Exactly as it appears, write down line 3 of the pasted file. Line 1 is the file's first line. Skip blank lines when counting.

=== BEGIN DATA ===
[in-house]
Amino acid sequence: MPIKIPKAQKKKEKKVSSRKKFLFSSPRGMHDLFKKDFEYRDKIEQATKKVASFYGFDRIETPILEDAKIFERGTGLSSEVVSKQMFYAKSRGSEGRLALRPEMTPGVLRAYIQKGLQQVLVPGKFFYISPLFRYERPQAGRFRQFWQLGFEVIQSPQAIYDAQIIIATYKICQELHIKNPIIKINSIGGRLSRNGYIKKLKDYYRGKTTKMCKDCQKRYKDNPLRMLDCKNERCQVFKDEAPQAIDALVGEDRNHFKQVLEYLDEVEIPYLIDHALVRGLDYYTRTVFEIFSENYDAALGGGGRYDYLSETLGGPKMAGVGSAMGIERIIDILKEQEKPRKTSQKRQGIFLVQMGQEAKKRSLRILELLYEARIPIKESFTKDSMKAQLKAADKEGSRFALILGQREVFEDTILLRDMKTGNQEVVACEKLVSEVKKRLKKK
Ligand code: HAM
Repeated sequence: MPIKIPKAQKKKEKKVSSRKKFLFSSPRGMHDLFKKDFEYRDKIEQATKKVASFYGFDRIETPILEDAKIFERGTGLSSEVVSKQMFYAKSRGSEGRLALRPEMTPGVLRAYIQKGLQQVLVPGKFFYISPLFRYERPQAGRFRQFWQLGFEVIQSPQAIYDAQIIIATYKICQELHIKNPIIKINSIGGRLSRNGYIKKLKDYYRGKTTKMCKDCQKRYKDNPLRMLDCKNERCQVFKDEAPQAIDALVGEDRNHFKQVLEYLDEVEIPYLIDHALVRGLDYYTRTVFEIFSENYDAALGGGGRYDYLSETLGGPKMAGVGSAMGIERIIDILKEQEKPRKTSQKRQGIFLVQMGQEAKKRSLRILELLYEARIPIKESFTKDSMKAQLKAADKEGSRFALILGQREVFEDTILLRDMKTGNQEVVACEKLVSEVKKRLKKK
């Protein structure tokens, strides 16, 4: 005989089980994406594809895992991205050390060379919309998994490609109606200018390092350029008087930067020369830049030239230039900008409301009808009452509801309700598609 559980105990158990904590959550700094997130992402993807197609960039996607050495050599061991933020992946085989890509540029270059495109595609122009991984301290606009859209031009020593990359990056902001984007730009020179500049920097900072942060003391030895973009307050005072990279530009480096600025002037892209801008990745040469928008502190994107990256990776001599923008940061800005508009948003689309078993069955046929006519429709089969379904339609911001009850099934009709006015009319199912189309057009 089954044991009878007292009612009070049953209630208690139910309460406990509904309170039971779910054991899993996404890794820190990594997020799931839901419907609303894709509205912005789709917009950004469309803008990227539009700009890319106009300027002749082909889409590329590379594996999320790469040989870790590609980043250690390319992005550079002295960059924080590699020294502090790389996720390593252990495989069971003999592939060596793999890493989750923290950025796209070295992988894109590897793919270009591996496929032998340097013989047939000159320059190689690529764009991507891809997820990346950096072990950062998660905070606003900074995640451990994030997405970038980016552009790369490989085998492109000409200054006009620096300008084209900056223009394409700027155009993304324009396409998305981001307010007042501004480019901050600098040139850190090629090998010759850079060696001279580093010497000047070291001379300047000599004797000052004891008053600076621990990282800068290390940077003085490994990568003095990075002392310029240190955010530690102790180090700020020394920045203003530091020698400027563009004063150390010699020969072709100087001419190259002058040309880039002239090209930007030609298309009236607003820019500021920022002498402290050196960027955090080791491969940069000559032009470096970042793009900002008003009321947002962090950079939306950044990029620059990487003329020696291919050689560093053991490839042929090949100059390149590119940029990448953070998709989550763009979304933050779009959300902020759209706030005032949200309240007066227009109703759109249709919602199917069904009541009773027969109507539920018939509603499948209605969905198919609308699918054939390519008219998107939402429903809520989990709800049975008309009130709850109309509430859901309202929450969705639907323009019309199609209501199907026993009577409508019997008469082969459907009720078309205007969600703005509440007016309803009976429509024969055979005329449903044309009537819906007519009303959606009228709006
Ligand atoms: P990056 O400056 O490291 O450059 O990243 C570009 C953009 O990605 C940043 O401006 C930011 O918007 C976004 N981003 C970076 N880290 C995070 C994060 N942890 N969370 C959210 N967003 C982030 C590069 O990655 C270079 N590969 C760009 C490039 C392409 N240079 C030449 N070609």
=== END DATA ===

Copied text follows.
Ligand code: HAM